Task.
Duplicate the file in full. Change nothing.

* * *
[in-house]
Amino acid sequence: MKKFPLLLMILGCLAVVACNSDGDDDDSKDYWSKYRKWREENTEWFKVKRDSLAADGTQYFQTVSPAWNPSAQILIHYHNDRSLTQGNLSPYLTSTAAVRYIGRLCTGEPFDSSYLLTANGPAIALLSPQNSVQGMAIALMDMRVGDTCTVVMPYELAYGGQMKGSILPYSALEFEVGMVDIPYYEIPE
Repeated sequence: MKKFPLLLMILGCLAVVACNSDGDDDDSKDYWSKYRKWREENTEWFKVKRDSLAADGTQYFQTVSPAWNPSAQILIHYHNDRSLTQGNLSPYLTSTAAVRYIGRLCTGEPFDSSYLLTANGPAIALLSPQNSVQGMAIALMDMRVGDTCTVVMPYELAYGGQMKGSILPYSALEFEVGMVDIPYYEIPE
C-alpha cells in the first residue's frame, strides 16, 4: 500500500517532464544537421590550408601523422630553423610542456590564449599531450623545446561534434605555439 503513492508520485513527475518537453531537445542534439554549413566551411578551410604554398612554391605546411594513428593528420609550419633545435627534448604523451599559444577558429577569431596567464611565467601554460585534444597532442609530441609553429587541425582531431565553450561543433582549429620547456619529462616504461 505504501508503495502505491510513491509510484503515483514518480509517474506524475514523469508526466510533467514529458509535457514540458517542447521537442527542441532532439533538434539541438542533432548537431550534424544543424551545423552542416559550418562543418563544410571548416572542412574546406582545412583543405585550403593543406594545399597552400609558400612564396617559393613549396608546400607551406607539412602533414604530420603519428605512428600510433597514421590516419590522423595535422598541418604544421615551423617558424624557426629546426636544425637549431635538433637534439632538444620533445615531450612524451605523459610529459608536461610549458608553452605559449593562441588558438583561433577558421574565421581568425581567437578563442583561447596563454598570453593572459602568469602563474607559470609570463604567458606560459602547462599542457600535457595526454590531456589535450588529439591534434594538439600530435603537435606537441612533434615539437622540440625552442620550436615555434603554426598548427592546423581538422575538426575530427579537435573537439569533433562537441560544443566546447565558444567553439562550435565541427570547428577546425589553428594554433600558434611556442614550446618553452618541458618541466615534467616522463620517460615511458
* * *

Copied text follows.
[in-house]
Amino acid sequence: MKKFPLLLMILGCLAVVACNSDGDDDDSKDYWSKYRKWREENTEWFKVKRDSLAADGTQYFQTVSPAWNPSAQILIHYHNDRSLTQGNLSPYLTSTAAVRYIGRLCTGEPFDSSYLLTANGPAIALLSPQNSVQGMAIALMDMRVGDTCTVVMPYELAYGGQMKGSILPYSALEFEVGMVDIPYYEIPE
Repeated sequence: MKKFPLLLMILGCLAVVACNSDGDDDDSKDYWSKYRKWREENTEWFKVKRDSLAADGTQYFQTVSPAWNPSAQILIHYHNDRSLTQGNLSPYLTSTAAVRYIGRLCTGEPFDSSYLLTANGPAIALLSPQNSVQGMAIALMDMRVGDTCTVVMPYELAYGGQMKGSILPYSALEFEVGMVDIPYYEIPE
C-alpha cells in the first residue's frame, strides 16, 4: 500500500517532464544537421590550408601523422630553423610542456590564449599531450623545446561534434605555439 503513492508520485513527475518537453531537445542534439554549413566551411578551410604554398612554391605546411594513428593528420609550419633545435627534448604523451599559444577558429577569431596567464611565467601554460585534444597532442609530441609553429587541425582531431565553450561543433582549429620547456619529462616504461 505504501508503495502505491510513491509510484503515483514518480509517474506524475514523469508526466510533467514529458509535457514540458517542447521537442527542441532532439533538434539541438542533432548537431550534424544543424551545423552542416559550418562543418563544410571548416572542412574546406582545412583543405585550403593543406594545399597552400609558400612564396617559393613549396608546400607551406607539412602533414604530420603519428605512428600510433597514421590516419590522423595535422598541418604544421615551423617558424624557426629546426636544425637549431635538433637534439632538444620533445615531450612524451605523459610529459608536461610549458608553452605559449593562441588558438583561433577558421574565421581568425581567437578563442583561447596563454598570453593572459602568469602563474607559470609570463604567458606560459602547462599542457600535457595526454590531456589535450588529439591534434594538439600530435603537435606537441612533434615539437622540440625552442620550436615555434603554426598548427592546423581538422575538426575530427579537435573537439569533433562537441560544443566546447565558444567553439562550435565541427570547428577546425589553428594554433600558434611556442614550446618553452618541458618541466615534467616522463620517460615511458